If you missed our recent webinar hosted by Minerva Networks and Ring Digital, you’re in luck. Below is a summary sharing some of the best takes from the session.

Watch a condensed version of the webinar here

The stars of the show were Matt Cuson, VP of Product & Marketing for Minerva, Fabrizio Capobianco, Chief Innovation Officer of Minerva, as well as our special guest Claudio Marcus, VP of Strategy at Comcast Advertising. Moderator Brian Ring brought the questions and a fresh consumer survey on video viewing behavior; the full free report is here – Survey: 39% of Live Sports viewers have interest in virtual Watch Parties 

Claudio Marcus started off the discussion reflecting on a different study – this one done by Hulu – called Generation Stream. The report outlines streaming behaviors in four quadrants: Social vs. Solitary; and Lean-forward vs. Lean-back. “Perhaps most interesting is the lean back number,” said Claudio. “If you take the two buckets on that side, that’s 66% of the total — so two-thirds of the audience essentially still sort of prefers a lean back experience.”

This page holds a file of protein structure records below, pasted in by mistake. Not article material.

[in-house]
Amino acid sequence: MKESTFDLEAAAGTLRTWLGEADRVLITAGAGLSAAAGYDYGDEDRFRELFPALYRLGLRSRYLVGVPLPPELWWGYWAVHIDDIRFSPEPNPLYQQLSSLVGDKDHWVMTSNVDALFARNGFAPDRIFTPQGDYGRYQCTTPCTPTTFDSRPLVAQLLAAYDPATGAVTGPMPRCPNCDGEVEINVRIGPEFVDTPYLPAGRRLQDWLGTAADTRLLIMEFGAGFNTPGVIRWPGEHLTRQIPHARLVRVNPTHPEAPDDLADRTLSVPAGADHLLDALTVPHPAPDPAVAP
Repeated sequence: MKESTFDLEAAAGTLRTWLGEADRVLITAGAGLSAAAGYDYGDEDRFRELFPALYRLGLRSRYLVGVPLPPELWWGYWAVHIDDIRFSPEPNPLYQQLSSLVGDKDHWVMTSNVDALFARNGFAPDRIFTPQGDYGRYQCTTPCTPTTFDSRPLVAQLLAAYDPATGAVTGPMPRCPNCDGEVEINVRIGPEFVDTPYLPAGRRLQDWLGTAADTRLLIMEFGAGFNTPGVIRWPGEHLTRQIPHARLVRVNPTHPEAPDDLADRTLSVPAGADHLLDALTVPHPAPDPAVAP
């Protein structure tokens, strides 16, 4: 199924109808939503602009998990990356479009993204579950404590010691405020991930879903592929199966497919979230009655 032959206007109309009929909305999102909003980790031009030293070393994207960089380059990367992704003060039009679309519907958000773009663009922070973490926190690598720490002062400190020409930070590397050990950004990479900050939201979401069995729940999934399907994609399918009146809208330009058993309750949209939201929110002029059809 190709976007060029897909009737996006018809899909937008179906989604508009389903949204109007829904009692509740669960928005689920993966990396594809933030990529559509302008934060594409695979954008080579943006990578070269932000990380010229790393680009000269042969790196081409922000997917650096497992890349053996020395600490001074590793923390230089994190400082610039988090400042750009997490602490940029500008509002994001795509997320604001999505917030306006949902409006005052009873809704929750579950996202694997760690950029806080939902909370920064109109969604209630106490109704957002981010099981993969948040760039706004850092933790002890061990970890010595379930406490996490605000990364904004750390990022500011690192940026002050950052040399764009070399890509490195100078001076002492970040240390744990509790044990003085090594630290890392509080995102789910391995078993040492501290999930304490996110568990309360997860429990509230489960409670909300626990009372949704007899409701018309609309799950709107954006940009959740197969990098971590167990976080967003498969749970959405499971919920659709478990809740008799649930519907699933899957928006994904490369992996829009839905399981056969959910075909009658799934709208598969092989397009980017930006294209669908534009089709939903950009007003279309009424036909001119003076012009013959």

The four quadrants also set the stage Minerva’s most complex challenge: Not only to create the best place for the best content for a single use case or quadrant – but for all of them. As Cuson commented: “The game of changed for operators in pay TV. From a product POV, it used to be a one to many for operators. It’s pretty clear that model isn’t going to work anymore. Operators have to be sensitive to all different types of users and to be able to innovate for each group.”

The discussion segued to “Watch Together,” a powerful platform Minerva has integrated from its Summer of 2019 acquisition of Tok.tv. Fabrizio Capobianco explained one important rationale for the transaction: content rights that operators have.